book/newspaper/magazine pick a page, or a few paragraphs and read them, then try

to summarise what you have just read either verbally or by writing a small summary.

Hopefully these small tips will help improve your reading skills immensely. Best of luck in the future with the OET!

Nadishi Athulathmudali, OET Teacher

OET Listening Component

As well as listening out for word stress, intonation and specific vocabulary, you will need to familiarise  yourself with the 12 occupations listed in the OET. These are:

Dentistry Pharmacy
 Dietetics  Physiotherapy
 Medicine  Podiatry
 Nursing  Radiography
 Occupational Therapy  Speech Pathology
 Optometry  Veterinary Science

This is important because not only do you need to be aware of subject matter –disease, illness, ailment, procedure etc. you must acquire some basic knowledge of the topics most likely to be discussed. The more familiar you are with any given subject matter, the higher the chance you will recognise occupation specific terminology.

At the beginning of every listening test Part A, they will tell you who will be involved in the discussion. Acquiring some basic knowledge of each occupation simply by reading a page or two on each, will give you not only the confidence you need but will allow you to anticipate what is coming. Remember that at no time are you tested on medical terminology, but being as comfortable and familiar with a topic as possible will certainly be place you in the best possible position.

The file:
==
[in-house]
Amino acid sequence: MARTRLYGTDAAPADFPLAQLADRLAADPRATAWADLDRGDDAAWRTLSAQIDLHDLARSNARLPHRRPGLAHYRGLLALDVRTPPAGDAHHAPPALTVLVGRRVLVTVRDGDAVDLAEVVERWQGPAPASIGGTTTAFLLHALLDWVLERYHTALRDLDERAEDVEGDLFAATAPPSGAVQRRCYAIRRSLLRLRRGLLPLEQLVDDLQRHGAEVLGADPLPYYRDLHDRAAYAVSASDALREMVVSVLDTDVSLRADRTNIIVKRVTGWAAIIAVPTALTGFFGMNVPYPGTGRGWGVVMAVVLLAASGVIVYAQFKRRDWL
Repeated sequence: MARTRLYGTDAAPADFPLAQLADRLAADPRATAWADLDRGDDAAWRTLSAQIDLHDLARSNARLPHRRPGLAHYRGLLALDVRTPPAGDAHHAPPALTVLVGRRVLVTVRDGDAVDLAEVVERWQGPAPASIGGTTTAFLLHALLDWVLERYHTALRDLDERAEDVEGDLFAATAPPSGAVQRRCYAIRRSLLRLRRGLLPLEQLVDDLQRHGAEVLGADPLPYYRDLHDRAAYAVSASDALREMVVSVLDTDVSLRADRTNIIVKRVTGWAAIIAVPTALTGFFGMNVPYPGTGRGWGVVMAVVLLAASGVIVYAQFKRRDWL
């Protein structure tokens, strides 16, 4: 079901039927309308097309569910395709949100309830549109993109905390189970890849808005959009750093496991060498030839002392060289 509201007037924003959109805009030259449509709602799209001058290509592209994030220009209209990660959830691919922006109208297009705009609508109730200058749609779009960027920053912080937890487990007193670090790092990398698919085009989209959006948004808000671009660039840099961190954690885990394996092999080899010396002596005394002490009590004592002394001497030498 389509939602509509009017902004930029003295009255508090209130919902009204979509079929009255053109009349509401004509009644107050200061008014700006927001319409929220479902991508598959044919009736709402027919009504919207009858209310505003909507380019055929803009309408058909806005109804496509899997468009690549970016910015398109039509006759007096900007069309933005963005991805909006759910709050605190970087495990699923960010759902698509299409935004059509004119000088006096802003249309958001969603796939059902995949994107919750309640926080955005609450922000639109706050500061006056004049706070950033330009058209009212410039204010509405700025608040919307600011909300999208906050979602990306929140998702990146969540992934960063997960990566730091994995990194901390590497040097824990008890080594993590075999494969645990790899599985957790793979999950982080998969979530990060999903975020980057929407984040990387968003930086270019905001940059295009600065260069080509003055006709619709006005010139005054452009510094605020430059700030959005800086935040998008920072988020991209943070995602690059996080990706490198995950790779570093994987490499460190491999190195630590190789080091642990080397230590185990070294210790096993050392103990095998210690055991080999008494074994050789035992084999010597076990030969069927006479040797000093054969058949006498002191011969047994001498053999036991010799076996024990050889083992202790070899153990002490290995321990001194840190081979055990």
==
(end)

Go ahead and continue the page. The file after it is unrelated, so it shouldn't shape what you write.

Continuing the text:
What to initially read in reading part A.

For reading part A, because you really don’t have much time to waste in 15 minutes, I would advise you to read only a few select things first before attempting to answer the gap fills.

Firstly, read the text stimulus headings, taking note of the key words and what aspect of the overall topic it is covering. For instance, if the entire topic is on vasectomy, then text A may be on the associated risks of prostate cancer in those who have undergone vasectomy, text B may be on the incidence of vasectomy over age and years, text C on the complications of vasectomy and it’s reversibility, text D on the reversibility of vasectomy. By noting this, when in the question it mentions vasectomy reversal, you can be aware to refer to either text C or D for the answer.

Furthermore, as the question passage is of a reporting form, it will often refer to the sources from which it is drawing information from before going onto speak about its content. Therefore, these will be cues for you to know which text to locate your answer. It is important to take note not only of the headings but also what text type it is. For example, is it a study, a research abstract, a literature review, a case study, a statistic, a newspaper journal, a report, a Q&A patient brochure etc? So in the question sheet it might say “according to a case study performed…” and if you had noted that text B was a case study then you can refer to that text to scan for the answer.

I think you get the idea so I will list the features to look out for before you begin attempting to answer the questions from Part A reading.

  1. Heading: and key words/topics in that heading/subheading (n.b. subheadings can be the questions in a Q&A, the aims of a research abstract)
  2. Text type: study, report, experiment, survey, statistic, case study, literature review
  3. Authors: e.g. Wilson et al.
  4. Year of publication: e.g. the 2008 study.
  5. Place/country/name of publication/study: e.g US study, Canadian report, the Age newspaper.

After having glanced for this information, which should only take you a few seconds, then you go on to attempt the questions.

 

Good luck.